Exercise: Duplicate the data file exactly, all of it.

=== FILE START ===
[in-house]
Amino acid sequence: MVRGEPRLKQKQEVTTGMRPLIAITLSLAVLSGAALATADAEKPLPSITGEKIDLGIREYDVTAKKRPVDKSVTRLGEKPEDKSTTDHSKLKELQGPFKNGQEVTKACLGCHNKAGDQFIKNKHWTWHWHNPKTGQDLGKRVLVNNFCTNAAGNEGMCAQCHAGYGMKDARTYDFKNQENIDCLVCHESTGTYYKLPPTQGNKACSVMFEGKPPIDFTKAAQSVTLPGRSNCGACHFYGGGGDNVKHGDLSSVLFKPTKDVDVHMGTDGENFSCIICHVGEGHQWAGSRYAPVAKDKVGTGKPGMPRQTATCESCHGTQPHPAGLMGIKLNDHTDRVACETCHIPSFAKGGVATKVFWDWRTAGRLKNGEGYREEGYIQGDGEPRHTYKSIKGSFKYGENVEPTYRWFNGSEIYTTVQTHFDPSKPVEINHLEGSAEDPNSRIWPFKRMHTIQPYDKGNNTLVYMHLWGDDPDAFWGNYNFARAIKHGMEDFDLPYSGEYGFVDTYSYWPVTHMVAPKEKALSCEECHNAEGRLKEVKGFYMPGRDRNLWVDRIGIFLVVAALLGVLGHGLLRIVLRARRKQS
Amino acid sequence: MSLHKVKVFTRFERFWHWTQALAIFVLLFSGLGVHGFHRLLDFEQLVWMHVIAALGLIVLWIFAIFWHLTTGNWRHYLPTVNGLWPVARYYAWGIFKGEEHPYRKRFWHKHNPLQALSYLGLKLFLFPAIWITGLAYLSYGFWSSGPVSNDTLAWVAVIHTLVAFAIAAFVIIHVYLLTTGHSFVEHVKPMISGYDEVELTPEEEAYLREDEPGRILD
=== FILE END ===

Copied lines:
[in-house]
Amino acid sequence: MVRGEPRLKQKQEVTTGMRPLIAITLSLAVLSGAALATADAEKPLPSITGEKIDLGIREYDVTAKKRPVDKSVTRLGEKPEDKSTTDHSKLKELQGPFKNGQEVTKACLGCHNKAGDQFIKNKHWTWHWHNPKTGQDLGKRVLVNNFCTNAAGNEGMCAQCHAGYGMKDARTYDFKNQENIDCLVCHESTGTYYKLPPTQGNKACSVMFEGKPPIDFTKAAQSVTLPGRSNCGACHFYGGGGDNVKHGDLSSVLFKPTKDVDVHMGTDGENFSCIICHVGEGHQWAGSRYAPVAKDKVGTGKPGMPRQTATCESCHGTQPHPAGLMGIKLNDHTDRVACETCHIPSFAKGGVATKVFWDWRTAGRLKNGEGYREEGYIQGDGEPRHTYKSIKGSFKYGENVEPTYRWFNGSEIYTTVQTHFDPSKPVEINHLEGSAEDPNSRIWPFKRMHTIQPYDKGNNTLVYMHLWGDDPDAFWGNYNFARAIKHGMEDFDLPYSGEYGFVDTYSYWPVTHMVAPKEKALSCEECHNAEGRLKEVKGFYMPGRDRNLWVDRIGIFLVVAALLGVLGHGLLRIVLRARRKQS
Amino acid sequence: MSLHKVKVFTRFERFWHWTQALAIFVLLFSGLGVHGFHRLLDFEQLVWMHVIAALGLIVLWIFAIFWHLTTGNWRHYLPTVNGLWPVARYYAWGIFKGEEHPYRKRFWHKHNPLQALSYLGLKLFLFPAIWITGLAYLSYGFWSSGPVSNDTLAWVAVIHTLVAFAIAAFVIIHVYLLTTGHSFVEHVKPMISGYDEVELTPEEEAYLREDEPGRILD